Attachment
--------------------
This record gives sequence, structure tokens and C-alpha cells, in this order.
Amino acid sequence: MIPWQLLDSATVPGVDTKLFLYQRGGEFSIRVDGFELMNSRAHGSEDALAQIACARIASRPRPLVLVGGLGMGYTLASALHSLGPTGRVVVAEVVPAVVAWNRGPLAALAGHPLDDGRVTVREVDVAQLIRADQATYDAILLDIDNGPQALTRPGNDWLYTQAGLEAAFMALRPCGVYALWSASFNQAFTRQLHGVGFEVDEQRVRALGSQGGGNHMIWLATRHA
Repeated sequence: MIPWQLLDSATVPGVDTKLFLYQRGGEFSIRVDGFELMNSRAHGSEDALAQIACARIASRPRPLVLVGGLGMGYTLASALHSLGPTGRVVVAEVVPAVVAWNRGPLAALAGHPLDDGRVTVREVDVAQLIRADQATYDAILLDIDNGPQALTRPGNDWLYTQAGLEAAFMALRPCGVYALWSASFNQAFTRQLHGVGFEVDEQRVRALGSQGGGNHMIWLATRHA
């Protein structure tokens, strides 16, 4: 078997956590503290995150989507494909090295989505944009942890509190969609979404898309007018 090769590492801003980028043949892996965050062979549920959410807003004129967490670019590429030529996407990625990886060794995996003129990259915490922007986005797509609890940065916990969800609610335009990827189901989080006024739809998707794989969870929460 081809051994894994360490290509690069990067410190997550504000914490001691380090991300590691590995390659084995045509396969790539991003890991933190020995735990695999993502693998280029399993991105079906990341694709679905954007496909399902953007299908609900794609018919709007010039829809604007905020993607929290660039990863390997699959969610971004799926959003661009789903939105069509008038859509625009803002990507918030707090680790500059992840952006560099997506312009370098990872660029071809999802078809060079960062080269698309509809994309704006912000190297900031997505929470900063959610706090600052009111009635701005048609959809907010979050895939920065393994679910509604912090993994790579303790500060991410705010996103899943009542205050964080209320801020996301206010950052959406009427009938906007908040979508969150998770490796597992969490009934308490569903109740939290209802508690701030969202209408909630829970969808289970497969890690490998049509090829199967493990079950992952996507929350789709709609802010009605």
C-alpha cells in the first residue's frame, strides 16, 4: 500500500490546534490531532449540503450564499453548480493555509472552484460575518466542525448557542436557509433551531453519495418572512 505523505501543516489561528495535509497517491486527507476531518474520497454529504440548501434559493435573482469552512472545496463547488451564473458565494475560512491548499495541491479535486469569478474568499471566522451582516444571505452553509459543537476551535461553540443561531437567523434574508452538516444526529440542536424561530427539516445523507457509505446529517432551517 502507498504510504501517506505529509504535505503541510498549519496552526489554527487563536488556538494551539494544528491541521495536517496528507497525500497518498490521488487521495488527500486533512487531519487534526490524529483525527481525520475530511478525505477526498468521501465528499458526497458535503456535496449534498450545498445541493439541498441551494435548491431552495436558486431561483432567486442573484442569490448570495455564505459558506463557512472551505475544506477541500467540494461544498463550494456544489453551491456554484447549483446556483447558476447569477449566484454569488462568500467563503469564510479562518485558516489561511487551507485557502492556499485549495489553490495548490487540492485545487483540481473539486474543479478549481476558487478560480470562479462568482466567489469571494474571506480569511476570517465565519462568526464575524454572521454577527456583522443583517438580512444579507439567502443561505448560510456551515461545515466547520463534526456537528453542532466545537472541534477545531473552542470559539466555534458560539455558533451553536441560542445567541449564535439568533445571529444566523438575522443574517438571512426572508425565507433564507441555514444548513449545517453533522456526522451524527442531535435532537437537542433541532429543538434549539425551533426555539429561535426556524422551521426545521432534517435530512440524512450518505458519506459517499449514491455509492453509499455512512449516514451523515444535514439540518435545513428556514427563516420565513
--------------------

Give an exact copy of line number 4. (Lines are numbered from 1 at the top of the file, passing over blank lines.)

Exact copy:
């Protein structure tokens, strides 16, 4: 078997956590503290995150989507494909090295989505944009942890509190969609979404898309007018 090769590492801003980028043949892996965050062979549920959410807003004129967490670019590429030529996407990625990886060794995996003129990259915490922007986005797509609890940065916990969800609610335009990827189901989080006024739809998707794989969870929460 081809051994894994360490290509690069990067410190997550504000914490001691380090991300590691590995390659084995045509396969790539991003890991933190020995735990695999993502693998280029399993991105079906990341694709679905954007496909399902953007299908609900794609018919709007010039829809604007905020993607929290660039990863390997699959969610971004799926959003661009789903939105069509008038859509625009803002990507918030707090680790500059992840952006560099997506312009370098990872660029071809999802078809060079960062080269698309509809994309704006912000190297900031997505929470900063959610706090600052009111009635701005048609959809907010979050895939920065393994679910509604912090993994790579303790500060991410705010996103899943009542205050964080209320801020996301206010950052959406009427009938906007908040979508969150998770490796597992969490009934308490569903109740939290209802508690701030969202209408909630829970969808289970497969890690490998049509090829199967493990079950992952996507929350789709709609802010009605």